What is your background?

I have worked as an Assistant Lawyer at the European Court of Human Rights for 3.5 years now. My background is a domestic law degree and a master's degree in international human rights law.

What do you do?

The main responsibilities of the Assistant Lawyers at the Registry of the Court is to review newly lodged applications and sort them into those that are manifestly inadmissible and those that are forwarded to be treated by lawyers working on Chamber cases. For inadmissible applications, we prepare the internal notes for the decision by the Single Judge. We also deal with mail in connection with the applications assigned to us, as well as procedural requests, such as applications for an interim measure or for priority treatment. In some divisions, assistant lawyers also prepare communications of applications to the respondent Government and decision or judgment drafts. Finally, we have access to the Court's extensive in-house training comprising thematic workshops on Convention issues, lectures and case-fora.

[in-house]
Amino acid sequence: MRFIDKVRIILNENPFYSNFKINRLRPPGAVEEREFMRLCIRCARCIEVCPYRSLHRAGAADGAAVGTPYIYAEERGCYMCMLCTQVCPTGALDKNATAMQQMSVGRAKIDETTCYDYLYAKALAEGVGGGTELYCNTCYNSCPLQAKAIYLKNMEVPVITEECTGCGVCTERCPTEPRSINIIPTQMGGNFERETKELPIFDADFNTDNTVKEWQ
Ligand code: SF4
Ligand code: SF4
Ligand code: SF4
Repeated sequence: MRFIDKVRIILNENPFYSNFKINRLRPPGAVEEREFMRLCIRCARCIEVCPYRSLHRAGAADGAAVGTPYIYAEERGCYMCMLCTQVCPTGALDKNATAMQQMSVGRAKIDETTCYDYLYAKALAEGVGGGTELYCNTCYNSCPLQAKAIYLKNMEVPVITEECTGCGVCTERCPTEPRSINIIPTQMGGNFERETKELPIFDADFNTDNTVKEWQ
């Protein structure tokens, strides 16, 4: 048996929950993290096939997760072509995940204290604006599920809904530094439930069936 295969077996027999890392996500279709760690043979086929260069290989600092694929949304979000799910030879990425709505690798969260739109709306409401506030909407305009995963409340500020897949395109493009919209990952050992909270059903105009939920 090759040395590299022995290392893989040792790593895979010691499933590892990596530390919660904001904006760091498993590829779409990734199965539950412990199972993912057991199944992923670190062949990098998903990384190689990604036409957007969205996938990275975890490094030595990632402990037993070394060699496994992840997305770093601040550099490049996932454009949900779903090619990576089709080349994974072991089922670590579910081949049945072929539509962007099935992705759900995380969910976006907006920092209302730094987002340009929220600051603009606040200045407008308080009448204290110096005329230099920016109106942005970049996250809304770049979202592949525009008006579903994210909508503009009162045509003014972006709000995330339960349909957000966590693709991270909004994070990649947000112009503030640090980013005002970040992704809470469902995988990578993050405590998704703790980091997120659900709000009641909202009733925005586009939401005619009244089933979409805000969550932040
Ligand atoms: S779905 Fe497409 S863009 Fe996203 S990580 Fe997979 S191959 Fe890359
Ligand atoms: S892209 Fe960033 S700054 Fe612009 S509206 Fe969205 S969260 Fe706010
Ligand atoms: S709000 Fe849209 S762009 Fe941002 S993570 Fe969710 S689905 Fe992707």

What is it like living in Strasbourg?

Life in Strasbourg is comfortable and nice; the quality of life is high. Those who miss the big cities can easily take the train to Paris or to London or use the time and discover France, Germany and Switzerland – all quite close to home and easy to reach. Strasbourg being a university town, it also offers a good student life.

Why come and work at the Council of Europe?

What do I personally think should motivate others to apply for the position of an Assistant Lawyer at the Court? Interesting work in a diverse environment, a professional and respectful work atmosphere, an opportunity to learn first-hand about the Convention and its application by the Court, the possibility to get a peek into the workings of an International Organization and the politics involved and an introduction to a big group of young and motivated Assistant Lawyers from 46 other member States. It's a unique experience which I have enjoyed very much.